The scientific revolution was a time for development and growth in the sixteenth and seventeenth centuries. It was a time for discovery and knowledge. Since this was a new concept, it wasn’t widely accepted amongst everyone, as we often see when something new emerges. Factors that affected the work of scientists in the sixteenth and seventeenth century were political factors because political authorities offered guidance which was necessary for continuation.
Social factors influenced progression and acceptance of these new theories as well as created a community to allow for greater contribution. Finally, religious factors offered a source of acceptance from higher powers as well as allowed for development on both ends. Politics was a structure put in place in order to be able to govern advice and implement solutions to problems in society. The growth of the scientific revolution presented new theories to society which needed to be viewed to prevent further problems and their practices needed to be guided and assisted.
The view of many higher positioned people participating and supporting the revolution recognize that they cannot do it solely on their own means and need governing and guidance from people who attain the skill necessary. Francois Bacon, an English Philosopher of science implemented a plan in 1620 (document 4), to reorganize the sciences which helped the progression of these sciences because it was recognized that it was no fault of the scientists that it was not making significant progress, it was the fault of path it was taking.
Walter Charleton, an English doctor and natural philosopher further supported this idea of the scientist required assistance in bringing their ideas forth and making progress. He compared wisdom and power to atoms in how they cannot “self-govern” or “fix themselves” because sometimes it is merely impossible to create something so large when you are much smaller than your contribution. Social factors were prominent because even in the sixteenth to seventeenth century, fads were prominent and what was widely accepted and believed by one, was believed by many.
This not only helped society become more unified in their beliefs, but it helped the revolution catch on because it spread up progression and allowed for changes within the society. Giovanni Ciampoli, an Italian Monk wrote a letter to Galileo (document 3) contributing thoughts to what he had discovered and how to make the idea larger than life. This allowed for a sense of contribution and purpose as well as helped contribute to the spread.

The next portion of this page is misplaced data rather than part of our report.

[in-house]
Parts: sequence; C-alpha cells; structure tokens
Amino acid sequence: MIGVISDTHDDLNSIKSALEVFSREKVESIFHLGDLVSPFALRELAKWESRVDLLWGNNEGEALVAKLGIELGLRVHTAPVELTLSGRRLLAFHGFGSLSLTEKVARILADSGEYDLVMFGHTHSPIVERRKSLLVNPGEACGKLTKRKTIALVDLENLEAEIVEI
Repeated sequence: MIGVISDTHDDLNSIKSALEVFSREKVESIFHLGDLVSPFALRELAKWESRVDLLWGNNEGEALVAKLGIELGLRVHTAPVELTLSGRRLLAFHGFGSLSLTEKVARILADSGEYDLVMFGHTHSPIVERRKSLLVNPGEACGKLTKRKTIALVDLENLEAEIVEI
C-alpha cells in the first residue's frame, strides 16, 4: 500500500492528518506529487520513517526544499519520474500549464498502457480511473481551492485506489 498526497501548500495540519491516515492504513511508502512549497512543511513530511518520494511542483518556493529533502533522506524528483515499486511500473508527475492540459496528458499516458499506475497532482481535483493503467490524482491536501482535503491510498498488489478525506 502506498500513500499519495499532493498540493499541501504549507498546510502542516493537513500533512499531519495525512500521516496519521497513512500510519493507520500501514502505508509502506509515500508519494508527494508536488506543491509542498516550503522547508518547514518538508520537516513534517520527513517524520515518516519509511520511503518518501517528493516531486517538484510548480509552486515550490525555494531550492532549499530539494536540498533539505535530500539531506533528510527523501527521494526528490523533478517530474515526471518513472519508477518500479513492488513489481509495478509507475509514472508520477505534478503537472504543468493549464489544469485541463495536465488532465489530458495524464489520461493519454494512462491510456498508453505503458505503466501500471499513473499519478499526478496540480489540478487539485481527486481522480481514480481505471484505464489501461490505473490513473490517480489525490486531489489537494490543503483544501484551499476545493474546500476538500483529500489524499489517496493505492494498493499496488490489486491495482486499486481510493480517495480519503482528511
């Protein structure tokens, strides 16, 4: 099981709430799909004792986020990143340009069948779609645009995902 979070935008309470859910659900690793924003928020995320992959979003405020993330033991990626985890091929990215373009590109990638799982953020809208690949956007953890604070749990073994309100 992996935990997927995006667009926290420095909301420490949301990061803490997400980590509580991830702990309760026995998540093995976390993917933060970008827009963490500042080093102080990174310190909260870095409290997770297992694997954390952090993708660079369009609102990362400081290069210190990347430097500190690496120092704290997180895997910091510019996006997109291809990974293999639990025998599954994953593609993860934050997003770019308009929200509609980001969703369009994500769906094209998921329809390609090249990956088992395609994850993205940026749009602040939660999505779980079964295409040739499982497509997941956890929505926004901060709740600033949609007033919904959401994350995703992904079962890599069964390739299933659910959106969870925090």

This idea was brought up again by Henry Oldenbury, the Secretary of the English Royal Society in a letter to a German scientist (document 6). He expresses the idea of friendship and how it pertains to education by the act of friendship being spread through the world of learning and those who have common interests like science should be more prominent. This helps the growth of society and unification of people from different backgrounds connecting through the same interest.
It also allowed for development as a society, to stray from social norms as women were now being involved with this revolution which was uncommon up until this time. Margret Cavendish, an English Natural Philosopher wrote in her Observations on Experimental Philosophy, that the inclusiveness of females was a stride necessary to be made and since they were creating a scientific community through this revolution, it was beneficial and allowed more people to participate.
This was a stride viewed by women as very important and allowed for greater contributions. The church was still a prominent force in many parts of Europe leading in the sixteenth and seventeenth centuries. The church was looked upon as a safe haven and place to go where to repent and gain acceptance into society. Traditionally, many people consulted their church before making decisions or acting in an otherwise questionable manor, because they could offer acceptance that was greater than just the written word.
Nicolaus Copernicus, a priest and astronomer in a book on the Revolution of Heavenly Spheres (document 1) that reputable acknowledgement for the people (including himself) that has chosen that path, and that what is being done is worthy and should be done by those who can. Not only, does this benefit the scientists conducting the research in Copernicus’s writings, he claims that their works will contribute to the wellbeing of the church which is beneficial on both ends.
Not only has this converted rejecters of the idea into acceptors, it has allowed for people to feel that what they’re practicing is moral as not everyone thought it was. John Calvin, a French Protestant theologian comments on the First Book of Moses (genesis) (document 2). In this document, we see the point of a person involved with religion and believes that the study should not be disallowed because it is something new because we don’t know how useful it may be unless we accept the findings and allow its benefits to unfold.
He connects it back to God and claims that this form of study is an “admirable wisdom of God” which allowed people to connect with that power and believe if it is accepted by them, it is accepted by many. The Scientific Revolution was aided through the guidance presented by politics, religious acceptance development as well as social allowance for contribution and acceptance. However, the Scientific Revolution also aided society in helping the state thrive politically, development of the church as well as allowing for contribution and the broken barrier of classes and acceptance through common interest.